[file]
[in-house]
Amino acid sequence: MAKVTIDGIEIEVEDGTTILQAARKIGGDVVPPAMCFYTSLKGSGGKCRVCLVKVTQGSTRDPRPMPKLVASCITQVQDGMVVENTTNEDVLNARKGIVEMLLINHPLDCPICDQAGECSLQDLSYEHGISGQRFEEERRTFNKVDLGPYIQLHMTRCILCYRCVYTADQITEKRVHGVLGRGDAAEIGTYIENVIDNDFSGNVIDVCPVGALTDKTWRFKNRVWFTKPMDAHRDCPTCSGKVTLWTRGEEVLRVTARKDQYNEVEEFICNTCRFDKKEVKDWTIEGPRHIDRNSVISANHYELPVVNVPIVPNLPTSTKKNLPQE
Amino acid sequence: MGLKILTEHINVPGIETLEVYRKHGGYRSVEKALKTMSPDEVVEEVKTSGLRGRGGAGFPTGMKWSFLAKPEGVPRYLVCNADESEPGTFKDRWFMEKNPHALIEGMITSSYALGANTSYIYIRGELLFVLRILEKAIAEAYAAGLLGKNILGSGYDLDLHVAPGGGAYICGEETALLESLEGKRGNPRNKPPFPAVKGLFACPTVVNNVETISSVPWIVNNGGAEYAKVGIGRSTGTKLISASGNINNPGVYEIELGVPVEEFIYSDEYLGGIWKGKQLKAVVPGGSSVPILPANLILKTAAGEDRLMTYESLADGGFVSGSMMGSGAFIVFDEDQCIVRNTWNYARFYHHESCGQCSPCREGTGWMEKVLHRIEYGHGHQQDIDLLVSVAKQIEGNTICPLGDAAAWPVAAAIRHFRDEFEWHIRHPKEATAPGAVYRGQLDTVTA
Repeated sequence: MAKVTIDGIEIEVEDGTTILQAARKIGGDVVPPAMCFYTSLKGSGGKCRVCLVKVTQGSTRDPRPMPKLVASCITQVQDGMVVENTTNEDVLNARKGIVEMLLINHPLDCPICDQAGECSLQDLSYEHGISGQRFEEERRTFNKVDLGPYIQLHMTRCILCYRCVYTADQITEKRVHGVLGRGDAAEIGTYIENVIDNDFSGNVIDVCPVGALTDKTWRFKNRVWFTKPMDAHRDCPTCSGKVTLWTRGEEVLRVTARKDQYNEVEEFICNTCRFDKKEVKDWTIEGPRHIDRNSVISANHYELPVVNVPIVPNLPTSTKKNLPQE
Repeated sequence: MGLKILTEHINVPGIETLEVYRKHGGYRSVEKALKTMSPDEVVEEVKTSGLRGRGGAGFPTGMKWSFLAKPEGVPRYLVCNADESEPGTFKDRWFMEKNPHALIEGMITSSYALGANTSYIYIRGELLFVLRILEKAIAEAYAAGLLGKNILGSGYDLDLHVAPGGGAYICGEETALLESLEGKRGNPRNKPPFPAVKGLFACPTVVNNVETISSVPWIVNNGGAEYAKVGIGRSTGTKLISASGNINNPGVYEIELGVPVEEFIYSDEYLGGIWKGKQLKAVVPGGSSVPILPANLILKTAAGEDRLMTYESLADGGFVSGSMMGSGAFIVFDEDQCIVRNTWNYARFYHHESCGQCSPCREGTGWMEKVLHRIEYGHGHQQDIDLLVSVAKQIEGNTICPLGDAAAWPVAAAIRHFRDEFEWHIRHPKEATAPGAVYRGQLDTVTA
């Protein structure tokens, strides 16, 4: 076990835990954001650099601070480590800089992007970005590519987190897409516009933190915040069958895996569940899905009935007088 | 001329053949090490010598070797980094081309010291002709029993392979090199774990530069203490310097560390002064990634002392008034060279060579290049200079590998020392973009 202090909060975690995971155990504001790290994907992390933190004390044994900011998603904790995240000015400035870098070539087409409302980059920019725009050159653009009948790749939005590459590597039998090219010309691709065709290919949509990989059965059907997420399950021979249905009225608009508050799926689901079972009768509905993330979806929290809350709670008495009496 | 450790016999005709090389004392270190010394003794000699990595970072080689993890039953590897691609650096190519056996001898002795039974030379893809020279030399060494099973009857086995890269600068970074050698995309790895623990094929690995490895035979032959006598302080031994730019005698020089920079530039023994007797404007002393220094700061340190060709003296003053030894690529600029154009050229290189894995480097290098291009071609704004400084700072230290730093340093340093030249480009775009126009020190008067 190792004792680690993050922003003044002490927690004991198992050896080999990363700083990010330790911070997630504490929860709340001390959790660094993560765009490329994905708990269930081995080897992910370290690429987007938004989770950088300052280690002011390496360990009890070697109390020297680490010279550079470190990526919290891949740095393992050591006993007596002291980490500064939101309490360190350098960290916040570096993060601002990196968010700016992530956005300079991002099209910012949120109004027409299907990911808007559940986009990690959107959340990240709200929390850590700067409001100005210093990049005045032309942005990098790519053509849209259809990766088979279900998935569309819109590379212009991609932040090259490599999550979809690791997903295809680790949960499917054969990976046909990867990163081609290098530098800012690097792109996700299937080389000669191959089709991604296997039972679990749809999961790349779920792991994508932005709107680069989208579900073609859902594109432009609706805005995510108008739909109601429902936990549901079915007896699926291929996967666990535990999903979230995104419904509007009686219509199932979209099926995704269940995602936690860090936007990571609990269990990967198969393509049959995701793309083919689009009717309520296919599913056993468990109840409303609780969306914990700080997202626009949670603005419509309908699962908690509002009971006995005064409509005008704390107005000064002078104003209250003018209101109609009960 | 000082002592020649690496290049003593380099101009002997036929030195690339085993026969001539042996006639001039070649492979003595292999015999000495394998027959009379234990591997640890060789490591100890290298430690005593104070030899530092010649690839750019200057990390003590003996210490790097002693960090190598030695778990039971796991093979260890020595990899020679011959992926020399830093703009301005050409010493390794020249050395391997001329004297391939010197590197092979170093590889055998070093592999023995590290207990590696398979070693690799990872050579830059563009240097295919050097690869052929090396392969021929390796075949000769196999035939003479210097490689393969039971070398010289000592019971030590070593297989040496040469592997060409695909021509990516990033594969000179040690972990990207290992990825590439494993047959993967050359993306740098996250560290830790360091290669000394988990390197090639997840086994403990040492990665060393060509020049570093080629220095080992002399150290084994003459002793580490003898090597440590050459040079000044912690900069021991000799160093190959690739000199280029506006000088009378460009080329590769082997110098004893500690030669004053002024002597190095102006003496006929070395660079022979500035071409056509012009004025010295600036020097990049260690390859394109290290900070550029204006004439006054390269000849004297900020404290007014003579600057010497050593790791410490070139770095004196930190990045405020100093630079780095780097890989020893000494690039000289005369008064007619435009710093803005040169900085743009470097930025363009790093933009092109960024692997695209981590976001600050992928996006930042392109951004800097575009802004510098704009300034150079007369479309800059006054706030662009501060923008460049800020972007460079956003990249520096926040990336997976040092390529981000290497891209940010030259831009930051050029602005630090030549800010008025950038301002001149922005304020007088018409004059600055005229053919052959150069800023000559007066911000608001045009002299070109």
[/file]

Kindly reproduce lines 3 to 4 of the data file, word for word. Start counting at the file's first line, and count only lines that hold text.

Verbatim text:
Amino acid sequence: MGLKILTEHINVPGIETLEVYRKHGGYRSVEKALKTMSPDEVVEEVKTSGLRGRGGAGFPTGMKWSFLAKPEGVPRYLVCNADESEPGTFKDRWFMEKNPHALIEGMITSSYALGANTSYIYIRGELLFVLRILEKAIAEAYAAGLLGKNILGSGYDLDLHVAPGGGAYICGEETALLESLEGKRGNPRNKPPFPAVKGLFACPTVVNNVETISSVPWIVNNGGAEYAKVGIGRSTGTKLISASGNINNPGVYEIELGVPVEEFIYSDEYLGGIWKGKQLKAVVPGGSSVPILPANLILKTAAGEDRLMTYESLADGGFVSGSMMGSGAFIVFDEDQCIVRNTWNYARFYHHESCGQCSPCREGTGWMEKVLHRIEYGHGHQQDIDLLVSVAKQIEGNTICPLGDAAAWPVAAAIRHFRDEFEWHIRHPKEATAPGAVYRGQLDTVTA
Repeated sequence: MAKVTIDGIEIEVEDGTTILQAARKIGGDVVPPAMCFYTSLKGSGGKCRVCLVKVTQGSTRDPRPMPKLVASCITQVQDGMVVENTTNEDVLNARKGIVEMLLINHPLDCPICDQAGECSLQDLSYEHGISGQRFEEERRTFNKVDLGPYIQLHMTRCILCYRCVYTADQITEKRVHGVLGRGDAAEIGTYIENVIDNDFSGNVIDVCPVGALTDKTWRFKNRVWFTKPMDAHRDCPTCSGKVTLWTRGEEVLRVTARKDQYNEVEEFICNTCRFDKKEVKDWTIEGPRHIDRNSVISANHYELPVVNVPIVPNLPTSTKKNLPQE